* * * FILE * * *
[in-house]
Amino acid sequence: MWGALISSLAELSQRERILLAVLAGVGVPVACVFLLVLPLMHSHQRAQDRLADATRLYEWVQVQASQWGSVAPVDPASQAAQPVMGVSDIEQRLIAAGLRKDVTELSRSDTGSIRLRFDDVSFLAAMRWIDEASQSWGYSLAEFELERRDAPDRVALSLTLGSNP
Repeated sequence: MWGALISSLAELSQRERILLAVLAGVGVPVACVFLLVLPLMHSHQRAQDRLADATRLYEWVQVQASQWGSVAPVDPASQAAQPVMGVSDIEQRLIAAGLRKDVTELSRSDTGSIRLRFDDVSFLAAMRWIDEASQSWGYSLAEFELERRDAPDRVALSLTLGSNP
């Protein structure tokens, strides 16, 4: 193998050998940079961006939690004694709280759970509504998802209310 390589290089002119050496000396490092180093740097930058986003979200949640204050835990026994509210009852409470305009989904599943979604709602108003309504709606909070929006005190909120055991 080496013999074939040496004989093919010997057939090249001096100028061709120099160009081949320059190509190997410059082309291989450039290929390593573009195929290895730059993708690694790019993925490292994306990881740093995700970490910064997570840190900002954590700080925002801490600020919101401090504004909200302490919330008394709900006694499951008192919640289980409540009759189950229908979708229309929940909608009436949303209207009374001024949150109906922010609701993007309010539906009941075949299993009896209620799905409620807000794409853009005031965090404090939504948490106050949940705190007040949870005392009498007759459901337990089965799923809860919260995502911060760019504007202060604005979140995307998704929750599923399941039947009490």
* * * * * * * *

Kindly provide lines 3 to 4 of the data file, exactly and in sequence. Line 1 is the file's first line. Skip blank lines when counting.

Repeated sequence: MWGALISSLAELSQRERILLAVLAGVGVPVACVFLLVLPLMHSHQRAQDRLADATRLYEWVQVQASQWGSVAPVDPASQAAQPVMGVSDIEQRLIAAGLRKDVTELSRSDTGSIRLRFDDVSFLAAMRWIDEASQSWGYSLAEFELERRDAPDRVALSLTLGSNP
């Protein structure tokens, strides 16, 4: 193998050998940079961006939690004694709280759970509504998802209310 390589290089002119050496000396490092180093740097930058986003979200949640204050835990026994509210009852409470305009989904599943979604709602108003309504709606909070929006005190909120055991 080496013999074939040496004989093919010997057939090249001096100028061709120099160009081949320059190509190997410059082309291989450039290929390593573009195929290895730059993708690694790019993925490292994306990881740093995700970490910064997570840190900002954590700080925002801490600020919101401090504004909200302490919330008394709900006694499951008192919640289980409540009759189950229908979708229309929940909608009436949303209207009374001024949150109906922010609701993007309010539906009941075949299993009896209620799905409620807000794409853009005031965090404090939504948490106050949940705190007040949870005392009498007759459901337990089965799923809860919260995502911060760019504007202060604005979140995307998704929750599923399941039947009490």